Monday, October 27, 2014

2014 AAPS Board Candidate: Roland Zullo

Read more about Roland Zullo at:

Staff morale has been an issue in the school district. How do you think the board should monitor and respond to staff morale issues, if at all? Given that the majority of district staff are teachers, should teachers be treated differently (better OR worse) than other staff people in the district?

To improve the morale of the teachers I would suggest that the administration meets with the union that represents the teachers (AAEA), has a frank discussion with union leadership for the reasons for the sinking morale, and collaboratively develops policy to address those causes.  One of the advantages of having employees that are represented is that workplace issues that negatively effect personnel can be dealt with effectively.  

I describe this strategy in my web site,  Basically, when the economic situation does not allow the parties to progress on compensation, then any management that wants to encourage positive relations will negotiate over non-economic issues of concern to the group.  There are a host of potential issues, such as teacher performance, standardized testing, academic freedom, etc., that can be jointly advanced.  This is is how you sustain morale in times of fiscal stress.

All the employees in a school deserve our respect and appreciation, regardless of role.

What is your position on the amount of standardized testing currently conducted by AAPS (Too much, just right, too little)? What is your attitude toward parents opting out their students from standardized tests that are not state-mandated? What is your attitude toward parents opting out their students from standardized tests that are state-mandated?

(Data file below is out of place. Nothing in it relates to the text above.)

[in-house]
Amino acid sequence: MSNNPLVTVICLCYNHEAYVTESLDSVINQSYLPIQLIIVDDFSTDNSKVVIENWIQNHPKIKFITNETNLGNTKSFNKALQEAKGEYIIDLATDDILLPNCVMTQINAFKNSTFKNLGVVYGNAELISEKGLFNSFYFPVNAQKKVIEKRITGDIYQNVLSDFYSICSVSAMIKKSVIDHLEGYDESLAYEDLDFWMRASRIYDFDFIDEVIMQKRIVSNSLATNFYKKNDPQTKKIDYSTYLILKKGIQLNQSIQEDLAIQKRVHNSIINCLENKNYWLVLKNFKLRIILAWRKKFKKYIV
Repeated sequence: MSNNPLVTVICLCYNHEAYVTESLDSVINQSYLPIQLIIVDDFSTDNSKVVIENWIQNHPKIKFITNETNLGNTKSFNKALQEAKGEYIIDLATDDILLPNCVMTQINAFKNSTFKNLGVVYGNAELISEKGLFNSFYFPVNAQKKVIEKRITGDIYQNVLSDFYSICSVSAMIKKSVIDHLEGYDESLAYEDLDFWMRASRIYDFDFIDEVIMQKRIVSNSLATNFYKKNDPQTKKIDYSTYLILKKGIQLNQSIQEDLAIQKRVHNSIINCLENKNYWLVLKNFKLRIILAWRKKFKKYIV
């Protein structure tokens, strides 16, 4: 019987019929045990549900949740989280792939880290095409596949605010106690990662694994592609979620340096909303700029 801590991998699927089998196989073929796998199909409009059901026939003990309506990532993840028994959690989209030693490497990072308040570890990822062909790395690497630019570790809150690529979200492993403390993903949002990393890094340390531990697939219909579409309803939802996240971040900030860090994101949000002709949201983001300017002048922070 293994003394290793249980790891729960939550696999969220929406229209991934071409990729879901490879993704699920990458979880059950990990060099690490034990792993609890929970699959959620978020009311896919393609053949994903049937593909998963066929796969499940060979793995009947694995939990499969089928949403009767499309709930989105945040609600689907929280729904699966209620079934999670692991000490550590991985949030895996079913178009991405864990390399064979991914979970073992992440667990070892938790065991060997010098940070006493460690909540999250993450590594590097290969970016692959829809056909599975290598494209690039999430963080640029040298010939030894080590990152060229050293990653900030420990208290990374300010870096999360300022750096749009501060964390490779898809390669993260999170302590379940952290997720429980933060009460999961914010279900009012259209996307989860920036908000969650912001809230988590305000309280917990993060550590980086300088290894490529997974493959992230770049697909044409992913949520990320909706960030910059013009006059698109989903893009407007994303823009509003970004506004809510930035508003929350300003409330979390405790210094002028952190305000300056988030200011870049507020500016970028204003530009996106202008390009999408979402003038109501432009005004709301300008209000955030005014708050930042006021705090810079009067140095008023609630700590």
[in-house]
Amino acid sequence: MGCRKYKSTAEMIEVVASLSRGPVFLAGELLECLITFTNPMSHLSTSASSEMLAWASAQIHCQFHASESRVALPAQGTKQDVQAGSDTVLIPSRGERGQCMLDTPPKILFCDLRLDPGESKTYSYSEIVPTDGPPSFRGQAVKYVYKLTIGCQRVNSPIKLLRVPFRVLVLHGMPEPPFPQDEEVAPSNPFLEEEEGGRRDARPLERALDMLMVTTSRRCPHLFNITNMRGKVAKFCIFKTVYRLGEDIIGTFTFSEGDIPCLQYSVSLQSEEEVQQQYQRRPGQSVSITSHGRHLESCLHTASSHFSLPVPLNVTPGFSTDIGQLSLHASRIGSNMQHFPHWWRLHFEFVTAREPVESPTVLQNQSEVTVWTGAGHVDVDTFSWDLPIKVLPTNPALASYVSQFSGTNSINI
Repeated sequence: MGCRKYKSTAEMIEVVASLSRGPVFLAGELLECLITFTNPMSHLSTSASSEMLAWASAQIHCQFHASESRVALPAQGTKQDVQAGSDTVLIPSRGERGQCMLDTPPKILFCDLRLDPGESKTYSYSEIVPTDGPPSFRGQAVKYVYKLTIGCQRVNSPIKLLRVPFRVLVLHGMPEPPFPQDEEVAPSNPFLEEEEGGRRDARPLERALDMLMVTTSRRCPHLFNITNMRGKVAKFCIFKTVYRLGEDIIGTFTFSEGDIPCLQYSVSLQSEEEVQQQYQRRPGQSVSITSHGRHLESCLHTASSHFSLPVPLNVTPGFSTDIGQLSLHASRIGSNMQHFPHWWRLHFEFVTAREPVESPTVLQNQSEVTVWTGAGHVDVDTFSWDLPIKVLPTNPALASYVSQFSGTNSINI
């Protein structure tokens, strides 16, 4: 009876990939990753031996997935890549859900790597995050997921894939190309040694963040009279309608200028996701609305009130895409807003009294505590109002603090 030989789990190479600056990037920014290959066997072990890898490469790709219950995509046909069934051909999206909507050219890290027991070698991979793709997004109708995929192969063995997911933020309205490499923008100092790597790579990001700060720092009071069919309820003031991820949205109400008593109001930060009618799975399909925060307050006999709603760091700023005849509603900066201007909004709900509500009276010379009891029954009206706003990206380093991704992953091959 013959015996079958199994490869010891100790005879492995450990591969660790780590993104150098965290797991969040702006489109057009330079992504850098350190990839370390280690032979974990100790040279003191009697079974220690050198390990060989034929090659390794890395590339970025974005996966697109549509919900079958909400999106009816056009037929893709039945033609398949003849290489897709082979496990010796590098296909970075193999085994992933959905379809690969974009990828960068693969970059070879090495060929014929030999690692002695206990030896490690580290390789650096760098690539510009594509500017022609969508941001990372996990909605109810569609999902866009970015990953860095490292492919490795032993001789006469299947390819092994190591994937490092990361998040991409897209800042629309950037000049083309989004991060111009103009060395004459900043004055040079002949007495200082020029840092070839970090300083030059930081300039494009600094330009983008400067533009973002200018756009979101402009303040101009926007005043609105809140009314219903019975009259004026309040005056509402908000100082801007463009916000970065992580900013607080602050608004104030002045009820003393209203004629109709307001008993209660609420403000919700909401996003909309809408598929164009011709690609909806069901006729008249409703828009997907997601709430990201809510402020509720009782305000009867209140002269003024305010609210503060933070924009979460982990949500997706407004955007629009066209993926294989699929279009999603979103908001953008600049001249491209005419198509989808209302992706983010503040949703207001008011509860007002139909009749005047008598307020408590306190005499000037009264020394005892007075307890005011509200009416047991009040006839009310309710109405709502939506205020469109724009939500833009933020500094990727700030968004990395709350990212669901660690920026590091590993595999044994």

There is a growing movement in the U.S. that opposes standardized tests, and especially the use of scores to reward or punish teachers and schools.  It does not surprise me that Ann Arbor parents are joining this movement.

There are many documented problems with standardized tests.  For persons that want a thoughtful review I suggest the ISR publication titled "Promoting High Quality Teacher Evaluations in Michigan", by Rowan, et al. (2013) or the recent work by Diane Ravitch for a more critical perspective.  Testing is not uniformly applied, insufficient at capturing student development, and expensive to administer.  I favor moving away from dependency on standardized tests.  

The fundamental problem is that the best teachers look for unique traits in children (motivations, abilities, etc.), and work to help children discover their voice in the classroom, and later, their role in society.  This is what great teachers do, and I am sure we can all recall a teacher that made us think or act in ways that could never be measured by a standard tests.  Standardized testing channels teacher effort in exactly the opposite direction.

Aside from the budget, what are your two top priorities for the Ann Arbor schools?

(1) Making sure that the fiscal stress imposed on the district does not result in greater disparities for our students.